According to the present invention the output of each of the microphones are simultaneously averaged to determine an average signal level, while they are compared to select the output of highest signal level. The highest signal level output is then compared with the average signal level and an operating signal produced if the highest signal output has a magnitude greater than a predetermined limit. This operating signal then energizes the launcher.
In carrying out the invention a plurality of microphones connected to associated filter-amplifiers, integrators and automatic gain control circuits produces individual outputs which are connected to a resistor, and to a diode. The common output of the resistors provide an average signal which the diodes compare and pass the highest signal. The common output of the resistors is fed to one input of a differential amplifier which the common output from the diode is fed to the other input of the differential amplifier. The output of the differential amplifier is fed to a trigger circuit, having a time delay and pulse generator for energizing the launcher.
The invention is described in the block diagram of the enclosed FIGURE.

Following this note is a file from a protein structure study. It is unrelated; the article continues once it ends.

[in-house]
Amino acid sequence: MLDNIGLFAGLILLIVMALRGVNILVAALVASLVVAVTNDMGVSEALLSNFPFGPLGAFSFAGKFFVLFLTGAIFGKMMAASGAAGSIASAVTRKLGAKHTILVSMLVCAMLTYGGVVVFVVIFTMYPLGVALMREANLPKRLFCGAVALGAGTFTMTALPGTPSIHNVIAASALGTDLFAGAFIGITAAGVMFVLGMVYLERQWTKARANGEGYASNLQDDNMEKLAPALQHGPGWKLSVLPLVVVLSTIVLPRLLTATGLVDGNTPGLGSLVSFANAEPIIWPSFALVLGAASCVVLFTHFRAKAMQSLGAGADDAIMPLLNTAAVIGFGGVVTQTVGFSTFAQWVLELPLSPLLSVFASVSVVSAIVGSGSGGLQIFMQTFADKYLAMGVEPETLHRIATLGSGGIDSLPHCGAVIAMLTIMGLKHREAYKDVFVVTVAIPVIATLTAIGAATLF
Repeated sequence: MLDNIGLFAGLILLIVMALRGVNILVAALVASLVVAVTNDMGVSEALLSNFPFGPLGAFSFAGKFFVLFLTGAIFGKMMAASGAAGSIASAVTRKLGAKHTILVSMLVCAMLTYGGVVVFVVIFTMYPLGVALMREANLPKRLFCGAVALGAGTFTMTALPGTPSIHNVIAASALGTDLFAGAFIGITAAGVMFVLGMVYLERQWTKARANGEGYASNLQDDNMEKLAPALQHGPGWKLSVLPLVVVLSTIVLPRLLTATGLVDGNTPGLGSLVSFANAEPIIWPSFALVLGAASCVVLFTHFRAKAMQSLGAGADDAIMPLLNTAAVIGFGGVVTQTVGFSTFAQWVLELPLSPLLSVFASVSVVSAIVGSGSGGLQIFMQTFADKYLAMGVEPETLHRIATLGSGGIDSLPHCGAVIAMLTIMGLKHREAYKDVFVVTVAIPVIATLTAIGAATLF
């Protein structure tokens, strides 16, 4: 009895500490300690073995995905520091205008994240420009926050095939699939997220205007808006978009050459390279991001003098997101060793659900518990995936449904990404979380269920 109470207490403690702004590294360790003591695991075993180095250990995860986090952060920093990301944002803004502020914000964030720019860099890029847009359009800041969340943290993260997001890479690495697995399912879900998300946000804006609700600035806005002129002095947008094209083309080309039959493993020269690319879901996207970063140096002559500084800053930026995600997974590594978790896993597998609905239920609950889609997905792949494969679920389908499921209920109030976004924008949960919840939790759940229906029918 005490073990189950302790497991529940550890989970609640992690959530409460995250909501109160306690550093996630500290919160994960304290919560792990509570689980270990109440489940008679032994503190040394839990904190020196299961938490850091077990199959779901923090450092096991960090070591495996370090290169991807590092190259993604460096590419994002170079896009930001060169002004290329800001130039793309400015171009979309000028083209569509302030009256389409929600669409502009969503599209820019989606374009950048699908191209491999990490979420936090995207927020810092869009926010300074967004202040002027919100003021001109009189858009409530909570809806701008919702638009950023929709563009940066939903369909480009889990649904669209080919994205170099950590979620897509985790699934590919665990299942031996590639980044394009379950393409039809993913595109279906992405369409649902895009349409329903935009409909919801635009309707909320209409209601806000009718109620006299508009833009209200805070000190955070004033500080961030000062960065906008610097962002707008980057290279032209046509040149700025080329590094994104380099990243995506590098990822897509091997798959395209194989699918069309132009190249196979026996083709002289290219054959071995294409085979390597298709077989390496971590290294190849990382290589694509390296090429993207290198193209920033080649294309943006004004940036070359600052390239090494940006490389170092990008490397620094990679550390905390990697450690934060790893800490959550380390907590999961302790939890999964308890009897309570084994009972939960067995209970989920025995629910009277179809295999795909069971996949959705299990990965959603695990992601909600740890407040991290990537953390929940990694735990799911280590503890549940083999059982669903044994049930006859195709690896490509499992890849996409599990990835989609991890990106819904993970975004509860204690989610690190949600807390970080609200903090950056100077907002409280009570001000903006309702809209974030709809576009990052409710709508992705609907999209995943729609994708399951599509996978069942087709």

The diagram shows a system where there are five microphones M1 to M5 located at individual shooting sites. The signals from the microphones are amplified and filtered in circuits A1 to A5 from whose outputs the signals go to integrating circuits. Integ1 to Integ5, and to the automatic gain control circuit AGC whose output controls the amplification of circuits A1 to A5. The integrating circuits Integ1 to Integ5 generate DC voltages whose levels are proportional to the signal amplitudes and durations, from which an average is formed by resistors R1 to R5, which average is fed to the negative input of a differential amplifier Adiff. The largest DC voltage selected by diodes D1 to D5 is fed to the positive input. If any microphone receives a sound of a higher level than the others, the voltage of the positive input of the differential amplifier Adiff becomes larger than the negative, and the output voltage of the differential amplifier increases and loads the trigger circuit (Tr). The trigger output controls either directly or through an 0.1 to 0.2 second delay (t) a pulse circuit P which controls a relay Rs. The contacts of relay Rs close the firing circuit of the launcher and the device operates. The delay circuit t simulates the delay inherent in manual operation. Short duration sounds generated at the microphone, such as from cocking a gun, are filtered out in the integrating circuits.